Itâ€™s because of the latter that I would wonder how much the EC can really advance a â€˜deeper integrationâ€™ agreement with anyone. Having spent the bulk of the past few years working with developing countries trying to help them â€˜negotiateâ€™ â€˜development-supportiveâ€™ trade agreements with the EU (i.e. damage control), the Commission has always been quick to remind their trading partners that x or y is not negotiable as they do not have the authority (this is admittedly part tactic, but also legally accurate). This means that as far as I understand, the EC does not (currently) have the competency to negotiate such things as investor-state provisions, nor labour mobility beyond a very circumscribed definition where it is tied to a commercial establishment/presence in the home or host state (i.e. only larger corporate settings). The current EC mandate on investment is very limited in fact, dealing largely with securing greater market access (or pre-establishment rights) and nothing close to the likes of NAFTA Ch. 11. Similarly on services, there is no single EU services market to speak of, nor free movement of services within the EU. Instead they have a messy mix of national regulations, loosely (though increasingly) tied together via the EC Services Directive (and others).
These are all of course important elements to keep on the radar (and fight for their exclusion if need be, should things advance), Iâ€™m just unsure as to how far the EC can go on these issues even if they wanted to.
As to the mercantilist vs. social democratic tendencies the EC might exhibit in these negotiations, you can be sure the EC Trade Commissioner, Mr. Mandelson, will pursue the former vigorously (as he has, to the degree of humiliation, with some of the poorest countries in the world). While he is due to be replaced mid-2009, I wouldn’t expect a significant change in direction with someone new at the helm. That said, as Andrew rightly points out, many governments in the EU are adamant to maintain certain rights to intervene in the economy (subsidies anyone) and accord preferential treatment to national/EU firms (including via government procurement). To me this just emphasises that the Commission with be hard pressed to pursue their rhetoric on deep integration (at least not without a new mandate).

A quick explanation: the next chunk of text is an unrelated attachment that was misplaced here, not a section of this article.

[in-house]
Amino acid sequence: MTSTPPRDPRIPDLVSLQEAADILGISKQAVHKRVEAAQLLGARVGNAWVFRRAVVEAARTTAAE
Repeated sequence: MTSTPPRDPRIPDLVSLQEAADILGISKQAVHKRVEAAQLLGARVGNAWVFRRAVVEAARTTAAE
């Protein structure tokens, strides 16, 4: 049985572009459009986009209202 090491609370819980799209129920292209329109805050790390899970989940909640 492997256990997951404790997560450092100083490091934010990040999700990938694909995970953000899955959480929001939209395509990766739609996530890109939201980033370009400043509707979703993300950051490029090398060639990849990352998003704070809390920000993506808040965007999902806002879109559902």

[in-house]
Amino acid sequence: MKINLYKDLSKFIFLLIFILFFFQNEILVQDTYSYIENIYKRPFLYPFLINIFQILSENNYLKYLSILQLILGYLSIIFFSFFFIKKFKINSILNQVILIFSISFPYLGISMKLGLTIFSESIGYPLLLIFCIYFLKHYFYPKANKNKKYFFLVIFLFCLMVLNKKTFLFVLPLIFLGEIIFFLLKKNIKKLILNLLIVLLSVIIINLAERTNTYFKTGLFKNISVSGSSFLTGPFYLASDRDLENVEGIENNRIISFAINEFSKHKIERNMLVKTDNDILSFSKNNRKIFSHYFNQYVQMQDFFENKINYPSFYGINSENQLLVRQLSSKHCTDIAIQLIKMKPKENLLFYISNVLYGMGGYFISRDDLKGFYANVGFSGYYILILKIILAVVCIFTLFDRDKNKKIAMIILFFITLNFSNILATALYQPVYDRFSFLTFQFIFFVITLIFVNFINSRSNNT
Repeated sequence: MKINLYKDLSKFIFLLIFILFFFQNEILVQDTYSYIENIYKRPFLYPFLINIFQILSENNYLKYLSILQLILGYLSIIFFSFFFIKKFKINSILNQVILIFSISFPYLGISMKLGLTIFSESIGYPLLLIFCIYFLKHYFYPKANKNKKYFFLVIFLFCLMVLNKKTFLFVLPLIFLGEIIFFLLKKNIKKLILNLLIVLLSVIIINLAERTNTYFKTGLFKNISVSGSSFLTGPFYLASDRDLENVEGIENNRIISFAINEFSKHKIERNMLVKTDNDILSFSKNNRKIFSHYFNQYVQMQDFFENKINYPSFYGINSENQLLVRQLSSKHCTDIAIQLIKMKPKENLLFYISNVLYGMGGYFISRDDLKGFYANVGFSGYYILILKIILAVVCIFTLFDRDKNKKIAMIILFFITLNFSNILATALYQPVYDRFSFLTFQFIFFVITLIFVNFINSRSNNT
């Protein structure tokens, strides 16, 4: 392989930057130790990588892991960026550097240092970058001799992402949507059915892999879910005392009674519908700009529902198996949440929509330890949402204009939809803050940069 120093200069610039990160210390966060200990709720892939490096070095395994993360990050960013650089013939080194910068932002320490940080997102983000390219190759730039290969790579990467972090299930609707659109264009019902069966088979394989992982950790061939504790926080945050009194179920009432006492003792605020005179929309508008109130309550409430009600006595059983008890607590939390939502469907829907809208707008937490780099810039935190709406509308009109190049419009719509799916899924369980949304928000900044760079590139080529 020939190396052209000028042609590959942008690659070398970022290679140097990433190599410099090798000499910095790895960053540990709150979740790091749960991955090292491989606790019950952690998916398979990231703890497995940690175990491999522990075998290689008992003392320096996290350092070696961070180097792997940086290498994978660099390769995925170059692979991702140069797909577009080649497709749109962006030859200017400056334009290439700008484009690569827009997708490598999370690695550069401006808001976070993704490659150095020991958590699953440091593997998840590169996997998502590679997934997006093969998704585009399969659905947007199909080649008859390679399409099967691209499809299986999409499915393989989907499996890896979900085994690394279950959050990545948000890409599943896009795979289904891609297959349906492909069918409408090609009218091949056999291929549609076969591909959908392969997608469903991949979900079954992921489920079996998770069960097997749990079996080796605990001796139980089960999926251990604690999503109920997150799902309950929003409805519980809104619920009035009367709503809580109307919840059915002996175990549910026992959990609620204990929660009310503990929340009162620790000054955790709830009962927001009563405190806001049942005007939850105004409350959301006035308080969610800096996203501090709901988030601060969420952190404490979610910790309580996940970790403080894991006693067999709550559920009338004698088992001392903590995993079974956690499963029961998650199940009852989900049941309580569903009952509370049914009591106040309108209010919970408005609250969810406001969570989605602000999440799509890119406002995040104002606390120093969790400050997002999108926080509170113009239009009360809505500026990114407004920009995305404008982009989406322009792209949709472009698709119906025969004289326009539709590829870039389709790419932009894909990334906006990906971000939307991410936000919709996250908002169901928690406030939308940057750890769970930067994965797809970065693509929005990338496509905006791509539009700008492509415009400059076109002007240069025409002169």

At the end of the day it is a shame, because there would in principle be an opportunity to negotiate a new type of trade agreement that reflected some generally progressive values, promoting economic cooperation alongside improved social and environmental standards, without having to unnecessarily whittle away national sovereignty. The Europeans, with their â€˜Global Europeâ€™ strategy have signalled they want nothing of the sort (http://ec.europa.eu/trade/issues/sectoral/competitiveness/global_europe_en.htm). As to the Canadian government â€“ be it Conservative or Liberal â€“ well, I guess that one would need a whole other rant (err, post) now wouldnâ€™t it…
Something strikes me as a little curious about the proposed EU-Canada trade deal, expected to be launched October 17th, a few days after Prime Minister Harper hopes to receive a renewed mandate to torment us with incessant silly tax cuts.
Just a few months ago, the French President Nicolas Sarkozy said he thought the EU should impose carbon tariffs on imports from countries that don’t take enough action on climate change. The EU agreed that it could “take appropriate action”. Canada had been previously singled out as one of these countries.
And now they are prepared to agree to a free trade deal to eliminate all tariffs? Would they be satisfied with Harper’s Turning the Corner greenhouse gas intensity scheme, that was even panned by Deutschebank, among many others? With the provinces promising to join the Western Climate Initiative’s cap and trade program?
Perhaps, but I somehow doubt it.
Could it be that Harper may be prepared to agree to a real cap and trade program to get a free trade agreement with the EU?
Harper’s European tour in the spring was ostensibly to try and convince them about his position on climate change, but it now appears that the trip was really about other matters, including this deal.
The federal government only introduced a national organic label standard a few years ago because the EU set a deadline for Canada a few years ago, and said that they wouldn’t recognize imports from Canada as organic without it.
Could the same thing be playing out on climate change?
Strategically it would work: get the energy patch to agree to cap and trade as the price of admission to an EU trade deal; get the environmentalists on side with a free trade deal with Europe.
Am I being too suspicious? Or is it all realpolitick about oil and investment?